Legislature Approves Relocating Prison to Salt Lake City

With the expected debate and the expected outcome, the Utah Legislature formally adopted Wednesday evening a new prison site out by the Salt Lake City International Airport.

It passed the House 62-12, and the Senate, 21-7.

GOP Gov. Gary Herbert will sign the resolution, and state building officials will start the process of buying the 4,000 acres near I-80 and 7200 West, deciding where on the site the actual prison buildings will go, and spending more than $550 million for the facility.

Despite some House and Senate Democrats decrying the site in Salt Lake City, a few Democratic legislators did vote for it.

And a handful of Republicans voted against the site, recommended after four and a half years of study by a special legislative committee.

Now, it will take about 18 months to surcharge – or pile a bunch of dirt on top of — the prison building site, and do other things (maybe even sink 12-story deep footings or pilings) to make the site buildable.

And it may not be until 2020 that inmates can move from the old Draper prison into the new facility.

Then over time the 700-acre Draper site can be torn down, rehabbed, and begin to become what prison-movers say will be one of the great hi-tech corridors in the nation.

Ultimately, said Rep. Brad Wilson, R-Kaysville, co-chairman of the Prison Relocation Commission, state and local governments will see upwards of $150 million a year in new tax revenue from the old prison site.

“And you can repay rebuilding a new prison pretty quickly” with that kind of new taxes, Wilson told his colleagues.

Still, there were opponents.

Rep. Sandra Hollings, D-Salt Lake, gave an impassioned argument against the new prison being in her district.

She said Salt Lake City West siders are good people, who every day take on community burdens, like halfway houses, rehabilitation centers, low-income housing and such.

Citing UtahPolicy polls by Dan Jones & Associates, she said her constituents and city dwellers adamantly oppose the Northwest Quadrant site.

“We understand giving back to our community,” she said. She objects to her area having all such correctional facilities “on our backs.”

“This is about social justice and class,” she said – meaning upper-class areas of the state want to put the new prison in an area considered lower class.

“If this is such great economic development, how come I don’t see your hands” – pointing to her colleagues – asking for it?

House Minority Leader Brad King, D-Salt Lake, said politics have been played in the Salt Lake City siting.

“It would be naive to believe” politics hasn’t been involved.

Only Salt Lake City Democrats represent the state House and Senate in the Legislature, and heavily GOP areas in northern Utah County – one of which was an early favorite for the prison – were ultimately excluded.

He said some of his colleagues’ arguments from areas not picked in the final selection, who now talk up the city site, “sound hollow” to him.

Yet, said King, considering all concerns, he would vote for it – mainly because of the long, open, and difficult process legislative leaders took to get public input and responses.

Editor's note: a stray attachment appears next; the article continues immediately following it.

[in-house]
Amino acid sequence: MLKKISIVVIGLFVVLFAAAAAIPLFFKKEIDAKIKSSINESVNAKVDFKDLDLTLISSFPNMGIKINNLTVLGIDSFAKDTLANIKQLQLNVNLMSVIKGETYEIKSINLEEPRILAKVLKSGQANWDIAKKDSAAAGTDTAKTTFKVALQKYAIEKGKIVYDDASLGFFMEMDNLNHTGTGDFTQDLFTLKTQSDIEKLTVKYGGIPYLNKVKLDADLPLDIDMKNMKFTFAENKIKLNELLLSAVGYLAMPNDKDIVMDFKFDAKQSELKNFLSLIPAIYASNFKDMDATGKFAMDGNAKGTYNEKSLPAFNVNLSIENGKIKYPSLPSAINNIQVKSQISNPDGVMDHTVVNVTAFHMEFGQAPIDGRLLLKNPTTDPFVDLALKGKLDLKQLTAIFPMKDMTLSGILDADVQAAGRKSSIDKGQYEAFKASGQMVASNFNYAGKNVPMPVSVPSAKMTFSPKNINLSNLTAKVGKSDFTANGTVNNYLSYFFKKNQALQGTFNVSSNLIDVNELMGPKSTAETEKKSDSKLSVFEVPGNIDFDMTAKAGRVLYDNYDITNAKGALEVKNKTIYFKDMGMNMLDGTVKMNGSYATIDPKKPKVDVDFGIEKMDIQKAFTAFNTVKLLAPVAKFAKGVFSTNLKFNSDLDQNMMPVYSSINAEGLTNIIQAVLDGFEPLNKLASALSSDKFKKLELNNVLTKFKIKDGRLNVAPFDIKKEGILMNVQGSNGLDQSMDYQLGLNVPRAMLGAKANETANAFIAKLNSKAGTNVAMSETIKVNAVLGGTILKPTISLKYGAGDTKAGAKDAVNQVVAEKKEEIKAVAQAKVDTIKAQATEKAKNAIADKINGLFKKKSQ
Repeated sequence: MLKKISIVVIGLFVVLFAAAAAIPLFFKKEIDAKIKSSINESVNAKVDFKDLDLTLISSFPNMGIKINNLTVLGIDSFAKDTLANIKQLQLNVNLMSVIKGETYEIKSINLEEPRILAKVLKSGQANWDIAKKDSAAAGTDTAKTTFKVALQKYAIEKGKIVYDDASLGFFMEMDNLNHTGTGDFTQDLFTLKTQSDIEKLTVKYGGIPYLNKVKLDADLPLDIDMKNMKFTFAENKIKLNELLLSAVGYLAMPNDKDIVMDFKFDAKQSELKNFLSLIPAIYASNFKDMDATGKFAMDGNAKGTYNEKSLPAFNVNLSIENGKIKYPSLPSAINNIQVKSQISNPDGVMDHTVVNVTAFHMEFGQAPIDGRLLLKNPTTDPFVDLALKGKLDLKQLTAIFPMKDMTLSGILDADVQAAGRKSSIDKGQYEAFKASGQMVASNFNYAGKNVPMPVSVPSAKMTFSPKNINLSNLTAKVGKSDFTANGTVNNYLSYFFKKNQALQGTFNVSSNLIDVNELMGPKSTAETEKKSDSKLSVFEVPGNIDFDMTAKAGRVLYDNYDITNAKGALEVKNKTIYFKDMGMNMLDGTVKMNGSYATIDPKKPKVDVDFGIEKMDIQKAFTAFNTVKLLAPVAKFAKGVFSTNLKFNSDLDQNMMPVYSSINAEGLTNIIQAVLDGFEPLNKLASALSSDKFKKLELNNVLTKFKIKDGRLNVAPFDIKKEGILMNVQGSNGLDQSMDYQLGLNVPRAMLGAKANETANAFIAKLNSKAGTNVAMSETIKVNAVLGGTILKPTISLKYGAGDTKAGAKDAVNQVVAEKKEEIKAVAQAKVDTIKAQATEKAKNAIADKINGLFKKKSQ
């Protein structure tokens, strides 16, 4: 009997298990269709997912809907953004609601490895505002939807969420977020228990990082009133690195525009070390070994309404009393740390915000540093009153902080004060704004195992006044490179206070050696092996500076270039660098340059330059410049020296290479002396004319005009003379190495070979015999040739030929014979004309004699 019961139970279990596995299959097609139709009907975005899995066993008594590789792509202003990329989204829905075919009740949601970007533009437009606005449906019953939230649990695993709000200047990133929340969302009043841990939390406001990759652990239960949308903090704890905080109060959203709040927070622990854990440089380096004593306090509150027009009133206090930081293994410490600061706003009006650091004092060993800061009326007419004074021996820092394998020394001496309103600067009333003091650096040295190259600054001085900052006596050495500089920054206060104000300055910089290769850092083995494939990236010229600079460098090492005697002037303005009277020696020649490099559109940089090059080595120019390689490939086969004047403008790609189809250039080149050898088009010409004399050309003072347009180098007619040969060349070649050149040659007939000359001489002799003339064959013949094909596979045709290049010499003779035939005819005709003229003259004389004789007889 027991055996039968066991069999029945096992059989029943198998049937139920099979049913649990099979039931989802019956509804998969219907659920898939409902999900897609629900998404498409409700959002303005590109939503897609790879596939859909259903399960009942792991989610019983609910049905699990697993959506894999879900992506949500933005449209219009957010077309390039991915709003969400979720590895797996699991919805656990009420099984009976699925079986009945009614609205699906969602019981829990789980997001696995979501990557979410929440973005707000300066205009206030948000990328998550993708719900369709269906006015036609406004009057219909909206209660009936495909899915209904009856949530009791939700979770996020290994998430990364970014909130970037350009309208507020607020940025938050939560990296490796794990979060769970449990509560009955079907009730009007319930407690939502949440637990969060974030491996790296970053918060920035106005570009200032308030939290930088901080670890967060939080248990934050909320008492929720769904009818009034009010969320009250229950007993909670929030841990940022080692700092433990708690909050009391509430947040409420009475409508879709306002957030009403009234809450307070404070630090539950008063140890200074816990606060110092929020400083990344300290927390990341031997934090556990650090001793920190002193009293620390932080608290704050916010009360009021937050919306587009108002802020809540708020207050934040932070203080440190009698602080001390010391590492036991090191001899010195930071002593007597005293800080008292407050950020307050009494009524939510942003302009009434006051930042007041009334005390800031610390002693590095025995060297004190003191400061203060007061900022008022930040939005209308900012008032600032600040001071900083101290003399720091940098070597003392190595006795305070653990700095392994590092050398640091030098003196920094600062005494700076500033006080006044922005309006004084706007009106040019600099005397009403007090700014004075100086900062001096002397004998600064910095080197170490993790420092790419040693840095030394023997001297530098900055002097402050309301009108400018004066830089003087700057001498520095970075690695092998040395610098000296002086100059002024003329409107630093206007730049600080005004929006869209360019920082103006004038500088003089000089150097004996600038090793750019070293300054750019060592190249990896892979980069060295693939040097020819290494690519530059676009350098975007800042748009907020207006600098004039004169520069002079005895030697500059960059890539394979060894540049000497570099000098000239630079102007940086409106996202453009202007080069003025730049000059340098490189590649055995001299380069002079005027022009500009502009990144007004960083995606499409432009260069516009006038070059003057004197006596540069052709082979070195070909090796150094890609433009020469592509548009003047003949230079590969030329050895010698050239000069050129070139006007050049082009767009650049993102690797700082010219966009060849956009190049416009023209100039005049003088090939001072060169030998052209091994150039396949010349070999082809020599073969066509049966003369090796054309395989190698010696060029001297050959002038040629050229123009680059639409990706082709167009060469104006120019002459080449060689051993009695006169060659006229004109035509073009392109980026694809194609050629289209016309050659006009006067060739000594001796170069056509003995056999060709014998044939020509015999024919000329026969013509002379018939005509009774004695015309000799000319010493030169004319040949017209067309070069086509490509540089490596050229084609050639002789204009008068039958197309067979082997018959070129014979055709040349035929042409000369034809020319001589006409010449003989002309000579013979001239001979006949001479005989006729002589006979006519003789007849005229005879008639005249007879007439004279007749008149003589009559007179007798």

But Sen. Aaron Osmond, R-South Jordan, said he was voting against the siting today because concerns about how the 700-acre Draper site will be redevelopment have not fully been explored.

In fact, said Osmond, development on the Draper land will bring even more property tax revenues to the Canyon School District, and further put the Jordan School District at a financial disadvantage.

(The bad feelings and economic difficulties in splitting the East side Jordan District into the Canyons District remain a political wound.)

Osmond and several lawmakers said the public has not come along with understanding the reasons to move the prison from Draper.

And polling shows the public doesn’t support moving the prison – at least not yet.

Finally, Sen. Lyle Hillyard, R-Logan, the Senate budget chairman, said in January’s 2016 Legislature he will attempt to repeal a half-cent sales tax increase permitted to the city that gets the prison.

Hillyard said both Salt Lake City mayoral finalists – Mayor Ralph Becker and Jackie Biskupski – have publicly pledged not to take the half-cent increase.

If the city mayor doesn’t want the half-cent increase, legislators should repeal it.

Hillyard said he knows state budgets, and that the state sales tax “is the life blood” of many non-education state programs – since personal and corporate income taxes fund public and higher education.

Salt Lake City sales tax revenue is so large, comparative to the whole state, that allowing that entity to increase its local sales tax by half a cent “reduces our head room.”

In other words, when – and Hillyard believes it will come, and maybe soon – the state needs to raise its sales tax for programs like Social Services, even corrections, it will not be politically possible.

Citizens will rebel because the sales tax they are paying in Salt Lake City will be too high.

So, Hillyard said, he hopes those who voted for the Salt Lake City new prison site will support in the 2016 session his bill to take away from city fathers the ability to raise the Salt Lake City local option sales tax by half a cent – given at the very end of the 2015 session as a possible way for the new prison’s host to raise funds associated with such a large operation as a 3,000-bed prison.

If that happens, come January those who say Salt Lake City got screwed by having the prison put in their Democratic areas will see the GOP-controlled Legislature taking away the half-cent sales tax prison incentive.